Lessons From Four Girlfriends On The Verge Of Turning 100 Together | BlackDoctor

    #SquadGoals: Lessons From Four Girlfriends On The Verge Of Turning 100 Together

    4 Washington women on turning 100Photo: Video screenshot (Monica Akhtar/The Washington Post)

    ‘I’ve known her all my life’ is a phrase Leona Barnes, Gladys Butler, Ruth Hammett and Bernice Underwood can say in full truth. The four women have been friends since their childhood days growing up in Southwest Washington (the same place Marvin Gaye was born). From playing jump rope together, living together, starting and raising families together, to seeing their neighborhood and world change over nearly a century, these 99-year-old lifelong friends never imagined they’d come this far together.

    READ: 9 Tips To Live To 100

    “We all are grateful, and we thank the Lord for all of us to see 99. If we don’t make 100, it’s up to Him — but we made the 99,” Barnes said in a Washington Post feature. The ladies are looking forward to each turning 100 this year, God willing. 

    One can only imagine the infinite wisdom and juicy stories they have, and obviously these ladies are doing more than a few things right to be here to tell it all.

    Here are a few takeaways from their story that may explain their secret to longevity and lasting friendship.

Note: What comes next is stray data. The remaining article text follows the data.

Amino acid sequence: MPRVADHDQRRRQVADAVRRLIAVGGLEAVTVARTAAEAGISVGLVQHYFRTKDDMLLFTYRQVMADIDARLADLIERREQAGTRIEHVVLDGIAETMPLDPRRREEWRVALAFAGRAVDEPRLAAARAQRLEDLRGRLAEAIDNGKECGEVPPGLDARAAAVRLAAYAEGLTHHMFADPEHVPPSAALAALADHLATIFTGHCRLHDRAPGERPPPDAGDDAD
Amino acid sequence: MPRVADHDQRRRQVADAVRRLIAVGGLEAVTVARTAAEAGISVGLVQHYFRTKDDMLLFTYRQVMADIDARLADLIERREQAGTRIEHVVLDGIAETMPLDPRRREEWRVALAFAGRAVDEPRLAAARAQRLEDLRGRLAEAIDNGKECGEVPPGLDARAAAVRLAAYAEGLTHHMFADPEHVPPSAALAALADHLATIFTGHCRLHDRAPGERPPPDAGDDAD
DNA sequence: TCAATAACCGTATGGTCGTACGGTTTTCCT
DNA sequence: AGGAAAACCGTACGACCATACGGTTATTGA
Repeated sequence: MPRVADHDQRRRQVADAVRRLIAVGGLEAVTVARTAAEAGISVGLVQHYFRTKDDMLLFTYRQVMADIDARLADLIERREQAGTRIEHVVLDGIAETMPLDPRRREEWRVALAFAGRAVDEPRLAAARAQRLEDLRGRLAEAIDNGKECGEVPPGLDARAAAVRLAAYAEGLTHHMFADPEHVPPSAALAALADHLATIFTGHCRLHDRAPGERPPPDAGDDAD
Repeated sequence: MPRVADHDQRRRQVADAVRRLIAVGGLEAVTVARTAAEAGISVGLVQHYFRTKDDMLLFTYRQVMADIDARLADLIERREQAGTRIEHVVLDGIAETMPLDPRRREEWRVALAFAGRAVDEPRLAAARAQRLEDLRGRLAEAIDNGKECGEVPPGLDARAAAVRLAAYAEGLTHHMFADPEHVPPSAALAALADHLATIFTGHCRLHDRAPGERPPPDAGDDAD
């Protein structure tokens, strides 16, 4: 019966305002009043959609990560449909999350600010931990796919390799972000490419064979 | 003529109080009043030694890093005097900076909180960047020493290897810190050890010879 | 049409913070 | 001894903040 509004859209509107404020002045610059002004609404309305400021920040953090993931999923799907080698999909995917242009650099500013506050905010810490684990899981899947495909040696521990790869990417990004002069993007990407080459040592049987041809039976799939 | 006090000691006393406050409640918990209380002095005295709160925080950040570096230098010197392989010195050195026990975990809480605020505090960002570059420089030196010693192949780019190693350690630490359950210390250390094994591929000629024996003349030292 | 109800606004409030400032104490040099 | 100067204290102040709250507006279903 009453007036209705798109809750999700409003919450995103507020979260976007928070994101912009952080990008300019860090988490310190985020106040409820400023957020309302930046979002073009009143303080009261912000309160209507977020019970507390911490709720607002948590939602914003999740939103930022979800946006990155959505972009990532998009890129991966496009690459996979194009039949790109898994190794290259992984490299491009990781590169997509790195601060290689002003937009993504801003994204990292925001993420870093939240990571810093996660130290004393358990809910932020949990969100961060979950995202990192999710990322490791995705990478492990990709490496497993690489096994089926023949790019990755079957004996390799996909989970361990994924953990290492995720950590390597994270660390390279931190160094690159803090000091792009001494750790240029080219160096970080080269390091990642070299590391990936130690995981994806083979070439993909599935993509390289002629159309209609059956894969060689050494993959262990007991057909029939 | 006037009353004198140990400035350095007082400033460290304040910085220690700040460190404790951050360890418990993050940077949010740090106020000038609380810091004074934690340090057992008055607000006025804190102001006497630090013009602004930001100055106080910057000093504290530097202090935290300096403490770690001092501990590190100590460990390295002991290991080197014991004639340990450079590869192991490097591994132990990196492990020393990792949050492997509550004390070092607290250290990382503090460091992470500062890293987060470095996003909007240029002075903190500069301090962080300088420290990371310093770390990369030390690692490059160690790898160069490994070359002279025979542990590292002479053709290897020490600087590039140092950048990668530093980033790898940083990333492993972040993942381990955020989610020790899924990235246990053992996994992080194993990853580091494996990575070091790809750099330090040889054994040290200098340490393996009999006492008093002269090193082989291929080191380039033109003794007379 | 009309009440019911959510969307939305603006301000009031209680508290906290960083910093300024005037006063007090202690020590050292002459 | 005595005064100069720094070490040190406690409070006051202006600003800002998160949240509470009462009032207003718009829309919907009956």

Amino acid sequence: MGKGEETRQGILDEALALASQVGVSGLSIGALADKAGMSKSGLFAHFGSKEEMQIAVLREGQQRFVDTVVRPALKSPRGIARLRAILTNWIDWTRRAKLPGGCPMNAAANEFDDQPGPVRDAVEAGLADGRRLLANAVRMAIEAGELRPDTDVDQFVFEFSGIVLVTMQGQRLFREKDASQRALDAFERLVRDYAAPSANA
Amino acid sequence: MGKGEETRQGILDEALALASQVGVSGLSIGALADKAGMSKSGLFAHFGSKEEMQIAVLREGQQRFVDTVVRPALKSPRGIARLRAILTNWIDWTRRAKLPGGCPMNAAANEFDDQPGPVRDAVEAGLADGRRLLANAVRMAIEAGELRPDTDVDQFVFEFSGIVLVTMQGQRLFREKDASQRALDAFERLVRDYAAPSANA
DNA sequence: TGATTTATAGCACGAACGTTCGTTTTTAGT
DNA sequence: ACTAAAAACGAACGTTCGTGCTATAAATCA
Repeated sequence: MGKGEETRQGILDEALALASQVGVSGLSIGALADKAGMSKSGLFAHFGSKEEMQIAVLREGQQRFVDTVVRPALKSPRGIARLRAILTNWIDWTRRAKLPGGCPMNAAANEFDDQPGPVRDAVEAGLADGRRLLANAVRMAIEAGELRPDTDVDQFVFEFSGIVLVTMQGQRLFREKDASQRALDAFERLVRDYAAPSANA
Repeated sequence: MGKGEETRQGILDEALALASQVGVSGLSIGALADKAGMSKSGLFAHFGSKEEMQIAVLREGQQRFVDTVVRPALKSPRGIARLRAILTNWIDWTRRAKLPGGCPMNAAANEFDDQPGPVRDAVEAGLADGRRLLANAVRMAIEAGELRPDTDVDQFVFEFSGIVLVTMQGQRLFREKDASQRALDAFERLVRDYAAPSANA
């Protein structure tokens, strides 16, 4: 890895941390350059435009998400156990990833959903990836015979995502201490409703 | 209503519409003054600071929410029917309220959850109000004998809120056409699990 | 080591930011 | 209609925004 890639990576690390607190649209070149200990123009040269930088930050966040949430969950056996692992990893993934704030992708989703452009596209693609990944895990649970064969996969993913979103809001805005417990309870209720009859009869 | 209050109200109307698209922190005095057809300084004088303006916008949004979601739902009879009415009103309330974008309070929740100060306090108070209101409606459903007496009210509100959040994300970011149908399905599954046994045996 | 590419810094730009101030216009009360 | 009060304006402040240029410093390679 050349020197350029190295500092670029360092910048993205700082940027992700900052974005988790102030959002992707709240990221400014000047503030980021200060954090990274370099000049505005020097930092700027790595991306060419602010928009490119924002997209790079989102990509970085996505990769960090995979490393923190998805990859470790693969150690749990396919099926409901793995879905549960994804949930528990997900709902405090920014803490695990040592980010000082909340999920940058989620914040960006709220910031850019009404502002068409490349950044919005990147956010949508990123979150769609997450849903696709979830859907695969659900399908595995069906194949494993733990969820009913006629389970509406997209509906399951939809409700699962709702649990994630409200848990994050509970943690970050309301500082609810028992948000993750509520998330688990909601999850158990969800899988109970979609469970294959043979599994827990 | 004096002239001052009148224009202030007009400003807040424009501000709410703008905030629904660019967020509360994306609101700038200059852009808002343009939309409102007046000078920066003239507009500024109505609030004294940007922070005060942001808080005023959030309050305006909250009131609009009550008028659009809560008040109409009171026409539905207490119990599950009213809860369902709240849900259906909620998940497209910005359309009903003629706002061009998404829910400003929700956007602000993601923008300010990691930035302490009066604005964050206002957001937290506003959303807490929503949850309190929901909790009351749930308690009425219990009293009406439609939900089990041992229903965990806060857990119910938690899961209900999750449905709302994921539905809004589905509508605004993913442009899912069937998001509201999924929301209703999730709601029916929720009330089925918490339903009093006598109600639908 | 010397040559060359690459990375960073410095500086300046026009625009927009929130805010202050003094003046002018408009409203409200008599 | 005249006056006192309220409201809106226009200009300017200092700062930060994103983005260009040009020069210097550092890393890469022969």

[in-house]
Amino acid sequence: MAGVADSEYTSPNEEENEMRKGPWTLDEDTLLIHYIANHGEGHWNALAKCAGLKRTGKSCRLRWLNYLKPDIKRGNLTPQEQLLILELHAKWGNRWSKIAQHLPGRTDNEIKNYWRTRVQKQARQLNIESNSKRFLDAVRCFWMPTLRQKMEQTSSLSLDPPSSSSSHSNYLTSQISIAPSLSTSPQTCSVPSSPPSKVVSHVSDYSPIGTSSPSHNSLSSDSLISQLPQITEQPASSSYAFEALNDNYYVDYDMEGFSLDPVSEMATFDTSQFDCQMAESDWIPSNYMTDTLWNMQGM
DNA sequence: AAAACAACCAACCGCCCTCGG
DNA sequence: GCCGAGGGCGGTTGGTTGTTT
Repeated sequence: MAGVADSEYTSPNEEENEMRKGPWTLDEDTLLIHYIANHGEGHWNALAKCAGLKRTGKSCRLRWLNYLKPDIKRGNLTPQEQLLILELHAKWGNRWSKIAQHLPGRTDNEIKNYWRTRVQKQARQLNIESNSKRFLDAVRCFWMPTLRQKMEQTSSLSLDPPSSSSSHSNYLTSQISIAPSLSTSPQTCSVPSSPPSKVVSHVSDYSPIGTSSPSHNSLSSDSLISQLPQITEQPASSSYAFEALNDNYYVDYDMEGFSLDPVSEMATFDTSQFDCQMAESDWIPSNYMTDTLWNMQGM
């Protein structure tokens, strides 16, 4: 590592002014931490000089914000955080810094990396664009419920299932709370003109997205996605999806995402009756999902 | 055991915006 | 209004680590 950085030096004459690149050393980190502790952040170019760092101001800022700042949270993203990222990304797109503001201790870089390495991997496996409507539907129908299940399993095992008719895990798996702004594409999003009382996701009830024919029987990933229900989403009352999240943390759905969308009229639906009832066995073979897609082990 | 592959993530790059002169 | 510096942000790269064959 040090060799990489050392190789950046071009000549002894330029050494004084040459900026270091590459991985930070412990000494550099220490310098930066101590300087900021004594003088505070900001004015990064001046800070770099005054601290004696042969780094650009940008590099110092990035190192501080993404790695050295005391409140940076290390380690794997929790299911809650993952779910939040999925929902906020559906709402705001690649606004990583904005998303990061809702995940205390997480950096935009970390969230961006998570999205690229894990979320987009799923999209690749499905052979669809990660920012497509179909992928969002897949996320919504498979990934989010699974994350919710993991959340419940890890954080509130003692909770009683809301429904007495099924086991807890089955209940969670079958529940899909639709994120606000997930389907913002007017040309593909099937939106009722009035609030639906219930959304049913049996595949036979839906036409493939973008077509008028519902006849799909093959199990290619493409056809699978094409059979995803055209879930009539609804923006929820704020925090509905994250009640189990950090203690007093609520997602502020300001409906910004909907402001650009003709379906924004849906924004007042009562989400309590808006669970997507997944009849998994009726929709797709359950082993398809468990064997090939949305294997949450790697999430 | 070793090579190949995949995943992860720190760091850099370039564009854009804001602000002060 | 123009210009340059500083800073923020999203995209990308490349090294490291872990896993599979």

1. Stay active.

    Three of the four live on their own and still do their own housekeeping. Hammett volunteered at church and at a Veterans Affairs hospital until a few years ago and now lives with family. Underwood gets on her stationary bike every day and loves to dance. Without hesi­ta­tion, she bent forward, straight-legged, and touched the floor. “I’m old,” she quipped, “but I’m not cold.”

    “They say, ‘You okay by yourself?’ and I say ‘I feel good by myself,’ ” she said. “I sing to myself and I talk to myself. As long as I don’t answer myself!”

    2. Check up on the people you love every day, but especially in times of need.

    The years have not always been easy. All four women lost their husbands; some also lost children, including Barnes, whose son George, her only child, died last year of cancer in his early 80s.

    But they have each other. Underwood calls Barnes every afternoon at 4 o’clock, to check in. “She gets tired of me calling,” Underwood said. Barnes held her tongue, and Underwood grinned. “She didn’t say no, either.”

    3. Stay hopeful the times can and will change.

    By age 92, the women thought they had seen it all. But then something happened that they would never have predicted.

    “That a black man became president of the United States,” Barnes said softly. It was, she said, the best thing that ever happened to her. “I never thought in my wildest dreams that that would ever happen. That’s how far down we were.”

    Butler shook her head. “I just wish that some of my parents and my sisters and my relatives could have been here to witness it.”

    “The Lord carry me home, I carry that with me,” said Underwood.

    At the core of their individual lives and collective friendship is a common thread of faith and love of the Lord. The only thing better than a having a praying friend is having three.

    Read their full story at The Washington Post.

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